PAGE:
"If Speaker Renner thinks it's a good idea, I think it's a good idea" Passidomo said Tuesday. "When you think about it, if an individual who is from Florida, who is a Florida Governor is running for President, I think he should run and do it. I really do."

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Mac Stipanovich, a former Republican political strategist turned Independent, said no Republican lawmakers would "have the nerve" to go up against DeSantis. "We may as well not even have a legislature for the next four years," he told the Orlando Sentinel.

DeSantis' administration was also recently praised by Republican allies for redrawing congressional maps to make them more GOP-friendly. 

"Republicans in Congress owe a big thank you to Florida Gov. Ron DeSantis, whose insistence on redrawing the state's congressional districts led to a four-seat pickup in the U.S. House on Tuesday," said Rep. Vern Buchanan, R-Fla., who may serve as chairman of the House Ways and Means Committee in January. 

"Florida now has 20 Republican members of the House as a result of the governor's insistence on his maps," Buchanan added. "The slim new Republican majority in the House would have been even smaller without Florida."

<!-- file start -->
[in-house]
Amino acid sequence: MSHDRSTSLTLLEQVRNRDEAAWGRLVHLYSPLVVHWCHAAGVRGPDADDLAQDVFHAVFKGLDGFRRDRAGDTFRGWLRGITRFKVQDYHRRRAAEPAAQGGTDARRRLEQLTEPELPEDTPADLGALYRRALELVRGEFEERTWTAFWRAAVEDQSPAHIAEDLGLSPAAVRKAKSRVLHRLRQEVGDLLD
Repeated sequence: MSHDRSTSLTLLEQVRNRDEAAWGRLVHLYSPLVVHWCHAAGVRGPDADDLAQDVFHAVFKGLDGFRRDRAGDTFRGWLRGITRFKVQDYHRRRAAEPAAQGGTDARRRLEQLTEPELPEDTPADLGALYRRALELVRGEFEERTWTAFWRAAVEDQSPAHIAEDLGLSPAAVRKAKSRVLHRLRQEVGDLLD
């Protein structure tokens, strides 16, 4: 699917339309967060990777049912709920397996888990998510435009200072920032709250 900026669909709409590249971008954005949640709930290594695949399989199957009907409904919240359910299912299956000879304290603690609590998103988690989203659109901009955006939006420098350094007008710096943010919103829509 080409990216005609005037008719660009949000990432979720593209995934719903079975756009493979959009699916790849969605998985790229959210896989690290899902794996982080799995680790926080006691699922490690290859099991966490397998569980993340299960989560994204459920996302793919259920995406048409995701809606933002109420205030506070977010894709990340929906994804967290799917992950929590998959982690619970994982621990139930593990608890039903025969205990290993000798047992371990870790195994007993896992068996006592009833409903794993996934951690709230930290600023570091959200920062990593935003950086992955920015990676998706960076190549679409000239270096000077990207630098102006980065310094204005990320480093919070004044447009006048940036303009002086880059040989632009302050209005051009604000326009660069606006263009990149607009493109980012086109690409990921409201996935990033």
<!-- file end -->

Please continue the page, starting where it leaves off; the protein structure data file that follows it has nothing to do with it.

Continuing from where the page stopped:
DeSantis vetoed the Congressional map drawn by the Florida Legislature, proposing a new plan that increased Republican-leaning seats by four, bringing them to 20 out of 28 seats. His map is credited for helping Republicans gain control of the House during the midterm election earlier this month. 

"The gain in Florida and New York made a big difference for the majority," said Congressional Leadership Fund President Dan Conston. "Florida's new map helped quite a bit."

Voting rights groups harshly criticized the map due to its erasure of North Florida's historically Black congressional district. They are now in the midst of an ongoing lawsuit to try to throw out DeSantis' map for being politically motivated. 

U.S. District Court Judge J. Layne Smith in May ruled against the DeSantis-drawn maps, citing violations of anti-gerrymandering provisions in Florida's constitution. Voting rights groups said in a statement this month that the 2022 midterm elections "were held under a congressional map that was already found to be blatantly unconstitutional by a state court judge, under Florida's Fair District Amendments."

"As control of the United States House hangs in the balance, we are once again reminded of the importance of free and fair elections," they said.

By Samaa Khullar

Samaa Khullar is a former news fellow at Salon with a background in Middle Eastern history and politics. She is a graduate of New York University's Arthur L. Carter Journalism institute and is pursuing investigative reporting.

MORE FROM Samaa Khullar

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Donald Trump Elections Kathleen Passidomo Paul Renner Politics Ron Desantis